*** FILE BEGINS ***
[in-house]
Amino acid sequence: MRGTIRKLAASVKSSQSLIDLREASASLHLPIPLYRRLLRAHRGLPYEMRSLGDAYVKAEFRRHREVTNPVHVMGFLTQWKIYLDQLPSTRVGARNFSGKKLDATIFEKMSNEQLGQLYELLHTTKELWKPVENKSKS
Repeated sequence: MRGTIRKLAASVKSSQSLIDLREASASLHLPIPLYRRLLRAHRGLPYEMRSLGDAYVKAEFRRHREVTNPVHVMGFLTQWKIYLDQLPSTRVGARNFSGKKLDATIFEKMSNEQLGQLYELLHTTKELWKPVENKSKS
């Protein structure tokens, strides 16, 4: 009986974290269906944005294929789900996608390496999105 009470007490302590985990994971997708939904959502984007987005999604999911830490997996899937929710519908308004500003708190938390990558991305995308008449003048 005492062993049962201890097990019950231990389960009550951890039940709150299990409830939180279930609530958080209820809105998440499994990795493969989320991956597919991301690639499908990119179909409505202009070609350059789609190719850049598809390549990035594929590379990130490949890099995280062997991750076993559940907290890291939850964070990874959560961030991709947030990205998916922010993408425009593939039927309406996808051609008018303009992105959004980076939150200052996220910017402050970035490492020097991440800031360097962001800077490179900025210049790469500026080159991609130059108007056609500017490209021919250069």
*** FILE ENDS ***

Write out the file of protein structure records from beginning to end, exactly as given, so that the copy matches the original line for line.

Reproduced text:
[in-house]
Amino acid sequence: MRGTIRKLAASVKSSQSLIDLREASASLHLPIPLYRRLLRAHRGLPYEMRSLGDAYVKAEFRRHREVTNPVHVMGFLTQWKIYLDQLPSTRVGARNFSGKKLDATIFEKMSNEQLGQLYELLHTTKELWKPVENKSKS
Repeated sequence: MRGTIRKLAASVKSSQSLIDLREASASLHLPIPLYRRLLRAHRGLPYEMRSLGDAYVKAEFRRHREVTNPVHVMGFLTQWKIYLDQLPSTRVGARNFSGKKLDATIFEKMSNEQLGQLYELLHTTKELWKPVENKSKS
């Protein structure tokens, strides 16, 4: 009986974290269906944005294929789900996608390496999105 009470007490302590985990994971997708939904959502984007987005999604999911830490997996899937929710519908308004500003708190938390990558991305995308008449003048 005492062993049962201890097990019950231990389960009550951890039940709150299990409830939180279930609530958080209820809105998440499994990795493969989320991956597919991301690639499908990119179909409505202009070609350059789609190719850049598809390549990035594929590379990130490949890099995280062997991750076993559940907290890291939850964070990874959560961030991709947030990205998916922010993408425009593939039927309406996808051609008018303009992105959004980076939150200052996220910017402050970035490492020097991440800031360097962001800077490179900025210049790469500026080159991609130059108007056609500017490209021919250069």